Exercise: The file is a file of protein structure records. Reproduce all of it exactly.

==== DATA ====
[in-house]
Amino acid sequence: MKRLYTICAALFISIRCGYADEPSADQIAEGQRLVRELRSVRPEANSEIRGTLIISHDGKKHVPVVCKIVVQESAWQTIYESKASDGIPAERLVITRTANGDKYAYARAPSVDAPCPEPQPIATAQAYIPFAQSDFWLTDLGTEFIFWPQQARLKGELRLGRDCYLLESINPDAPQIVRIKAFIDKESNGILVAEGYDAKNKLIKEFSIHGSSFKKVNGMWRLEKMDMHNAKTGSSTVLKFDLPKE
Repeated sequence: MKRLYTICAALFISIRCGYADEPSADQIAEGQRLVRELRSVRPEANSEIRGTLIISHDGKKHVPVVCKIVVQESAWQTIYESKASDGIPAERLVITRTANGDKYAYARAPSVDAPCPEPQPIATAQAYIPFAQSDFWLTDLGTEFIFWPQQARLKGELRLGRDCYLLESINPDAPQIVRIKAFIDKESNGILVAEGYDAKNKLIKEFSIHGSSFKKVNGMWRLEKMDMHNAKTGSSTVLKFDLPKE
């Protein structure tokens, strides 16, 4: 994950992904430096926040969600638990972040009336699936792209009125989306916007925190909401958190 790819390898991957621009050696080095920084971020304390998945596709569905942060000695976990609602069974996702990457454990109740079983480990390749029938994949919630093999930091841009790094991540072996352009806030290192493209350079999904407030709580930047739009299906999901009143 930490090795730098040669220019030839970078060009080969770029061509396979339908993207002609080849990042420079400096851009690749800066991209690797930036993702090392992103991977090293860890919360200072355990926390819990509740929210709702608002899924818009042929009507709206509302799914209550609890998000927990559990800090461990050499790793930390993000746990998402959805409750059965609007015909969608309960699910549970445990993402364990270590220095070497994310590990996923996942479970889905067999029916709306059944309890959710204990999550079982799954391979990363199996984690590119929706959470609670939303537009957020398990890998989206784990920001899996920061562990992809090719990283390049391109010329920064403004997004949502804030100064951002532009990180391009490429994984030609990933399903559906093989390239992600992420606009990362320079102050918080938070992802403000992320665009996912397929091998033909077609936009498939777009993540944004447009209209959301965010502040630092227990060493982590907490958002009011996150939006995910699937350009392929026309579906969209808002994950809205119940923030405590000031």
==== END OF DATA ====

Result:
[in-house]
Amino acid sequence: MKRLYTICAALFISIRCGYADEPSADQIAEGQRLVRELRSVRPEANSEIRGTLIISHDGKKHVPVVCKIVVQESAWQTIYESKASDGIPAERLVITRTANGDKYAYARAPSVDAPCPEPQPIATAQAYIPFAQSDFWLTDLGTEFIFWPQQARLKGELRLGRDCYLLESINPDAPQIVRIKAFIDKESNGILVAEGYDAKNKLIKEFSIHGSSFKKVNGMWRLEKMDMHNAKTGSSTVLKFDLPKE
Repeated sequence: MKRLYTICAALFISIRCGYADEPSADQIAEGQRLVRELRSVRPEANSEIRGTLIISHDGKKHVPVVCKIVVQESAWQTIYESKASDGIPAERLVITRTANGDKYAYARAPSVDAPCPEPQPIATAQAYIPFAQSDFWLTDLGTEFIFWPQQARLKGELRLGRDCYLLESINPDAPQIVRIKAFIDKESNGILVAEGYDAKNKLIKEFSIHGSSFKKVNGMWRLEKMDMHNAKTGSSTVLKFDLPKE
């Protein structure tokens, strides 16, 4: 994950992904430096926040969600638990972040009336699936792209009125989306916007925190909401958190 790819390898991957621009050696080095920084971020304390998945596709569905942060000695976990609602069974996702990457454990109740079983480990390749029938994949919630093999930091841009790094991540072996352009806030290192493209350079999904407030709580930047739009299906999901009143 930490090795730098040669220019030839970078060009080969770029061509396979339908993207002609080849990042420079400096851009690749800066991209690797930036993702090392992103991977090293860890919360200072355990926390819990509740929210709702608002899924818009042929009507709206509302799914209550609890998000927990559990800090461990050499790793930390993000746990998402959805409750059965609007015909969608309960699910549970445990993402364990270590220095070497994310590990996923996942479970889905067999029916709306059944309890959710204990999550079982799954391979990363199996984690590119929706959470609670939303537009957020398990890998989206784990920001899996920061562990992809090719990283390049391109010329920064403004997004949502804030100064951002532009990180391009490429994984030609990933399903559906093989390239992600992420606009990362320079102050918080938070992802403000992320665009996912397929091998033909077609936009498939777009993540944004447009209209959301965010502040630092227990060493982590907490958002009011996150939006995910699937350009392929026309579906969209808002994950809205119940923030405590000031």